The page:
• Inshore processors when receiving or processing Bering Sea pollock. 

The Partial Observer Coverage Category Includes

  • Catcher vessels designated on a Federal Fisheries Permit when directed fishing for groundfish in federally managed or parallel fisheries, except those in the full coverage category.
  • Catcher vessels when fishing for halibut individual fishing quota (IFQ) or sablefish IFQ (there are no PSC limits for these fisheries).
  • Catcher vessels when fishing for Community Development Quota (CDQ) halibut, fixed gear sablefish CDQ, or groundfish CDQ using pot or jig gear (because any halibut discarded in these CDQ fisheries does not accrue against the CDQ group’s transferable halibut PSC allocation).
  • Catcher-processors that meet criteria that allow assignment to the partial coverage category.
  • Shoreside or stationary floating processors except those in the full coverage category.

Under the 2014 Annual Deployment Plan , the partial coverage category consisted of vessels in three “strata” (statistical subgroups) or “pools” with differing requirements:

No Selection Pool

This category applied to all vessels less than 40 ft length overall (LOA) and catcher vessels fishing with jig gear (which includes handline, jig, troll, and dinglebar troll gear). Inclusion in this pool is re-evaluated each year in the Annual Deployment Plan and may change in the future. Eligible landings from vessels in the no selection pool are included in the observer fee assessment.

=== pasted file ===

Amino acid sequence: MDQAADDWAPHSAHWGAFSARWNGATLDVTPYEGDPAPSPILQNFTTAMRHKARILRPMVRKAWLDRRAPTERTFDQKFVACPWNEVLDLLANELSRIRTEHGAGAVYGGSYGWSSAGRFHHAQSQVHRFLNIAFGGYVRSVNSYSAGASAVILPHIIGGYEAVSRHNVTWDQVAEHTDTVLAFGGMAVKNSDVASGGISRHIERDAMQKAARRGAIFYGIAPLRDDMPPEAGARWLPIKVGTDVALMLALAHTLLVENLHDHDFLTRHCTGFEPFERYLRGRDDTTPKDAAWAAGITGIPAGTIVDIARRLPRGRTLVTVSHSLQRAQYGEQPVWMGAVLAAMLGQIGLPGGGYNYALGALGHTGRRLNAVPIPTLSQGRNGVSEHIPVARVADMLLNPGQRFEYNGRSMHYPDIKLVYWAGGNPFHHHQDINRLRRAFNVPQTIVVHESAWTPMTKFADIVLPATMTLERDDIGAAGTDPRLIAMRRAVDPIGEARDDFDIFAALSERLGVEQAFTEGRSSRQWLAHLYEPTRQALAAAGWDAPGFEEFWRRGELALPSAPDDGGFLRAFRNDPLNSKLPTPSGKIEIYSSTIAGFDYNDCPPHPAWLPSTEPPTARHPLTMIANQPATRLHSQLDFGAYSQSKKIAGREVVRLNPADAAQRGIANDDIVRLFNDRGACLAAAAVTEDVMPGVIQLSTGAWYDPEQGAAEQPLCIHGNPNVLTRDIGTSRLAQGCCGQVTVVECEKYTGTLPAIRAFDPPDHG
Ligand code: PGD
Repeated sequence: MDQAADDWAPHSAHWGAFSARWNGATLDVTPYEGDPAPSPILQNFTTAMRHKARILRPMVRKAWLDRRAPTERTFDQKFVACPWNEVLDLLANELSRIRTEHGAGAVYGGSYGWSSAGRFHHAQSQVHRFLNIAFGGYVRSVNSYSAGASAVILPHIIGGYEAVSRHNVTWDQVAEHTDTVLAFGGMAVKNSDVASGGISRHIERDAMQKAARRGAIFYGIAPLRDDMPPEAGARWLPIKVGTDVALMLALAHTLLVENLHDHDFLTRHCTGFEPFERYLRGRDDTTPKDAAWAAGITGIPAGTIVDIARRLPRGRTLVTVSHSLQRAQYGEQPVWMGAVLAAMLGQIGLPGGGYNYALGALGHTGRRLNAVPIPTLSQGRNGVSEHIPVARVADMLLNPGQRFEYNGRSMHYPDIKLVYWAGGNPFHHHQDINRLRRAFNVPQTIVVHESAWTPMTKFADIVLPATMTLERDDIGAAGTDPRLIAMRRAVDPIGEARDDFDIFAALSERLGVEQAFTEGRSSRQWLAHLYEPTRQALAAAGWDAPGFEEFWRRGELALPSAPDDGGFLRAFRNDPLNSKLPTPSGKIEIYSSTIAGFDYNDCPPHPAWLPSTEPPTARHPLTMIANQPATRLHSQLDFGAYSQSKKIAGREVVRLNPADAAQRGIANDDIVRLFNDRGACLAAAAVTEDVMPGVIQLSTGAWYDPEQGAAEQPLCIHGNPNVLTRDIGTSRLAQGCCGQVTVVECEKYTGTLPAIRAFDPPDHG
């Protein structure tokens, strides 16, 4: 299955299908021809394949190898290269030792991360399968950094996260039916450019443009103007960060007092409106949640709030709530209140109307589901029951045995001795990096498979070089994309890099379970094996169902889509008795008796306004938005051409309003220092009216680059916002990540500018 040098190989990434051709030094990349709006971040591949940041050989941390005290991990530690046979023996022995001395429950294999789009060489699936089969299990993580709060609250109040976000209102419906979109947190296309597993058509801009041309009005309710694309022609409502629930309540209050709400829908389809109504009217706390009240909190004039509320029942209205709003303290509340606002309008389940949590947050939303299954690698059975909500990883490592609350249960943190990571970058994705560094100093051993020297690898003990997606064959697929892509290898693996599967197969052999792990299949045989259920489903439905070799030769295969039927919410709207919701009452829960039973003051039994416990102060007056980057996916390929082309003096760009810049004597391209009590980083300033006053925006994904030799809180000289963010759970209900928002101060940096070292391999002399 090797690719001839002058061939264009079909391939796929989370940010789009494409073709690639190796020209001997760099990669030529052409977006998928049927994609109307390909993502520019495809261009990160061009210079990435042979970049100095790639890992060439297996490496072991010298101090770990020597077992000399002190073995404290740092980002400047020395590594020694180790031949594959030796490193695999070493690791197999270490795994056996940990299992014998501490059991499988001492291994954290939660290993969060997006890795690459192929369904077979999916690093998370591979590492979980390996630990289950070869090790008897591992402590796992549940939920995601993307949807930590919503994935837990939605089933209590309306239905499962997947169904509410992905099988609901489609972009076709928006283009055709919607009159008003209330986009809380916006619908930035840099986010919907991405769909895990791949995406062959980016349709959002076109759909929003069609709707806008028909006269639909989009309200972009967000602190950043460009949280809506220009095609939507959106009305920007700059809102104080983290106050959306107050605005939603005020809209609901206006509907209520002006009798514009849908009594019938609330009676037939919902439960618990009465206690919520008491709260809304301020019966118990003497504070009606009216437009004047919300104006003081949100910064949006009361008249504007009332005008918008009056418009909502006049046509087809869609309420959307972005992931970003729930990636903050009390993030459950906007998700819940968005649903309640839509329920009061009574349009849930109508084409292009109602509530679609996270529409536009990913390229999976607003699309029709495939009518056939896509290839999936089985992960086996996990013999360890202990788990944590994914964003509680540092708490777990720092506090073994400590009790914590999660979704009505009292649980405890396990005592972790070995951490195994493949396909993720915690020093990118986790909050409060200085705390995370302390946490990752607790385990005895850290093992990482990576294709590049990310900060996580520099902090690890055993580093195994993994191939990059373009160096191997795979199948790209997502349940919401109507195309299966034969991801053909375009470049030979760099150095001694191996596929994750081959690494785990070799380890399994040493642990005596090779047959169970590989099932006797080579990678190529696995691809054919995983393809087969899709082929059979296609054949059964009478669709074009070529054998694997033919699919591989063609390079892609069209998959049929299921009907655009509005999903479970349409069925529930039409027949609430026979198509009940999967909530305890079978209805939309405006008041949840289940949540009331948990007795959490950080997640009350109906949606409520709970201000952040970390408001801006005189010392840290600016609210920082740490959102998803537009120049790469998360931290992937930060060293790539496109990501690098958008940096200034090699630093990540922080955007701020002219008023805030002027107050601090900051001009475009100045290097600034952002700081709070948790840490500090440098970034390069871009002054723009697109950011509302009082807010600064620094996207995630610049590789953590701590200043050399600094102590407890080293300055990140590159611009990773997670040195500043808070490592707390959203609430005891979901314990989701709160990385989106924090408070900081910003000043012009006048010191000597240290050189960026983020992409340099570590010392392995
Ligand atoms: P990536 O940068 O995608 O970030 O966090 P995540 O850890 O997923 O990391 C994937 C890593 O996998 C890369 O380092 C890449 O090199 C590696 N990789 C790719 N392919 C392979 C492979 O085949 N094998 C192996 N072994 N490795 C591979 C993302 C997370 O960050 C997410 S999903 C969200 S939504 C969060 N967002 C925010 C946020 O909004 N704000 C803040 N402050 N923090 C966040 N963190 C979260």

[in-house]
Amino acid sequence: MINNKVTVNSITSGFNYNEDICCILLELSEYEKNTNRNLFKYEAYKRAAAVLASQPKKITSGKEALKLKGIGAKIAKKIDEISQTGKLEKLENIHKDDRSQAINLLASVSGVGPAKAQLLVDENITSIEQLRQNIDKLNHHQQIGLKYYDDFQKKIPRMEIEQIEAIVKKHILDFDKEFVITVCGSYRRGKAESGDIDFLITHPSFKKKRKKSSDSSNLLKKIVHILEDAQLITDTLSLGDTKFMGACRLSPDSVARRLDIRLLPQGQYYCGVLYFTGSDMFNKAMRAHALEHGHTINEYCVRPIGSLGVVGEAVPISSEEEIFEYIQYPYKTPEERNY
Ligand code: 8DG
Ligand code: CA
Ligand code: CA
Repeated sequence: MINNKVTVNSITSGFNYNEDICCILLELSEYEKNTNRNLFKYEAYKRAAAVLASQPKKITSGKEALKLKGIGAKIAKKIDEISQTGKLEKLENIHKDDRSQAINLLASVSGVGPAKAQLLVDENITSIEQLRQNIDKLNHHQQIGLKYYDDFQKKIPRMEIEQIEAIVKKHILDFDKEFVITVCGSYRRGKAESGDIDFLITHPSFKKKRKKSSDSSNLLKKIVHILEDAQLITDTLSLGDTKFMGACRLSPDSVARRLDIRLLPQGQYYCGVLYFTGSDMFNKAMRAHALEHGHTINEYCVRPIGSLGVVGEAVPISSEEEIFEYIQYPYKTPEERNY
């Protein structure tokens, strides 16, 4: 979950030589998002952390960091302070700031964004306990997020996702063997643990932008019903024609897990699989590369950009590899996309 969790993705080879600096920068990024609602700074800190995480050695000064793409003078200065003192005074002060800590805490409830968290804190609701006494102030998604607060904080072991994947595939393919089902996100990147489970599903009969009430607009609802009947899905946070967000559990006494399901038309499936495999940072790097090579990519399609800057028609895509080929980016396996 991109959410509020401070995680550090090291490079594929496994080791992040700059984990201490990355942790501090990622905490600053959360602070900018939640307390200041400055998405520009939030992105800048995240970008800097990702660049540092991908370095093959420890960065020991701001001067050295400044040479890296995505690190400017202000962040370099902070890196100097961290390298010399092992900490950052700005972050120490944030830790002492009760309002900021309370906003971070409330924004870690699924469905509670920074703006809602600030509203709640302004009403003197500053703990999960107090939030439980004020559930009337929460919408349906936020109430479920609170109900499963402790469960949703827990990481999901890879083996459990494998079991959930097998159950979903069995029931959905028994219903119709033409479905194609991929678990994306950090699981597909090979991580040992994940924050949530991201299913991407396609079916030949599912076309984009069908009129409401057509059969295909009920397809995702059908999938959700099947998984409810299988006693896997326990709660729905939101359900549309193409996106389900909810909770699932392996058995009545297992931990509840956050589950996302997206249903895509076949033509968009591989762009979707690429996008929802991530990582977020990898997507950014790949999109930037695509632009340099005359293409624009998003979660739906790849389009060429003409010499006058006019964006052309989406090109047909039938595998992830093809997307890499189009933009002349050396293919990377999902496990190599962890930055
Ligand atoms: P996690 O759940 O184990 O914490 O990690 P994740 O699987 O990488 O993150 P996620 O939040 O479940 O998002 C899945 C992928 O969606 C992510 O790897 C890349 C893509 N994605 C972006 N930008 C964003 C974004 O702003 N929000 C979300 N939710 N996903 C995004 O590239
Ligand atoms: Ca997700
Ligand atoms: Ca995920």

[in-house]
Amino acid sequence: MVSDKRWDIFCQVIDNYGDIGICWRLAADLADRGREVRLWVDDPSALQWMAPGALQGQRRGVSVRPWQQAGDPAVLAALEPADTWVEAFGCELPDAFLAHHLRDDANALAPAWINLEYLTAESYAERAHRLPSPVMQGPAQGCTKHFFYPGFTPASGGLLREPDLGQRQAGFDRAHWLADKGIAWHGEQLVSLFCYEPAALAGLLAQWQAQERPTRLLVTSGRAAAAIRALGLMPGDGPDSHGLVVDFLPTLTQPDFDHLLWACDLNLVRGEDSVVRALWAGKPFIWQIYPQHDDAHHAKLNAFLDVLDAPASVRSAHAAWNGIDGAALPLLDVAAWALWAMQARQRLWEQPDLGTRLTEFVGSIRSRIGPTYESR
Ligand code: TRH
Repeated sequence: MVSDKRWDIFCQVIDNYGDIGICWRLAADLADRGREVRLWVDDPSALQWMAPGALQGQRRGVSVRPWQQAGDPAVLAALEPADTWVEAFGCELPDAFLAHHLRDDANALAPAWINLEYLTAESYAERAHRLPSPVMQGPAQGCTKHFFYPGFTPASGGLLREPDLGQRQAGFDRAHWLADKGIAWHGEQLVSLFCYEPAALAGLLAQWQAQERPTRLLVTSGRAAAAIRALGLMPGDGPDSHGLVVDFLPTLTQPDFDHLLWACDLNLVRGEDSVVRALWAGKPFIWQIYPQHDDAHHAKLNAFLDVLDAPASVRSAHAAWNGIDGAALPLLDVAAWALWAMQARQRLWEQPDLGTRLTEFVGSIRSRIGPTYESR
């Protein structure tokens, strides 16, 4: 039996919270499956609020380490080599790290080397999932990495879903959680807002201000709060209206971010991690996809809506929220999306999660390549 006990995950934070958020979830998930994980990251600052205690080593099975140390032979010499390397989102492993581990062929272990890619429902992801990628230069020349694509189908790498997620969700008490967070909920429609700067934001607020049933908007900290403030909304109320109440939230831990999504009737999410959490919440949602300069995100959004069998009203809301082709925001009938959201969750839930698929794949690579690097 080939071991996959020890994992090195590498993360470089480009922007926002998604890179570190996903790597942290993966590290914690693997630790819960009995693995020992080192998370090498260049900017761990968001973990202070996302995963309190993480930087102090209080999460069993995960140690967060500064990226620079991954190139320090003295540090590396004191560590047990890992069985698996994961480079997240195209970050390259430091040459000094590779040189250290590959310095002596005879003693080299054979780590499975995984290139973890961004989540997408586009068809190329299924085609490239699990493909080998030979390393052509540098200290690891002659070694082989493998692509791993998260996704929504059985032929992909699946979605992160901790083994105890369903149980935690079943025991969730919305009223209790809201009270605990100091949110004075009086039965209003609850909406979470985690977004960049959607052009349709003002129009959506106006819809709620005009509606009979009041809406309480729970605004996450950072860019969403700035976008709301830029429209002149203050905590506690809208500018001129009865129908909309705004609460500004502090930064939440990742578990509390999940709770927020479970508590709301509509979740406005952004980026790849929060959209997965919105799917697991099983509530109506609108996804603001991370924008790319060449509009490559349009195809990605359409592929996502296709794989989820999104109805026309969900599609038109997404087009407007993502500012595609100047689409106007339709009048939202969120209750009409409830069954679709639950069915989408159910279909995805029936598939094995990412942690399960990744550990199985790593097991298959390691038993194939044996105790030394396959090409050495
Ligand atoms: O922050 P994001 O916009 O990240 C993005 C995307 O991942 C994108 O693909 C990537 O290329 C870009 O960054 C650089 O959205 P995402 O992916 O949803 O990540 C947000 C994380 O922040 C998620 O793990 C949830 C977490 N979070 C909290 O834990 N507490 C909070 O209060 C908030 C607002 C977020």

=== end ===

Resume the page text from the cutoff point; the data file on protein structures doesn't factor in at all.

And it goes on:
Vessel Selection Pool1

This category applied to catcher vessels fishing with hook-and-line and pot gear that are greater than or equal to 40 ft and less than 57.5 ft LOA.  Vessel owners or operators in this pool were not required to log trips into the Observer Declare and Deploy System.  However, a subset of vessels, randomly selected by NOAA Fisheries, were required to take observers for every groundfish or halibut fishing trip that occurred during a specified 2-month period. Owners of selected vessels were contacted by NOAA Fisheries at least 30 days in advance of the 2-month period.

Trip Selection Pool

This category applies to all catcher vessels of any length fishing with trawl gear; to hook-and-line and pot gear vessels that are greater than or equal to 57.5 ft. LOA; and to the small catcher-processors eligible to be placed in partial coverage. Owners or operators of vessels in this pool are required to log each fishing trip into the ODDS system. Upon logging a trip, the vessel owner or operator is immediately informed if the trip has been randomly selected for observer coverage. If the logged fishing trip is selected, then the vessel must take an observer on that trip. The observer will be provided by a NOAA Fisheries contractor. Vessel owners or operators in this pool must log fishing trips at least 72 hours before anticipated departure.

NOAA Fisheries Set the Final Deployment Rates for 2014

  • 12% of vessels for the vessel selection pool, and
  • 16% of trips for the trip selection pool.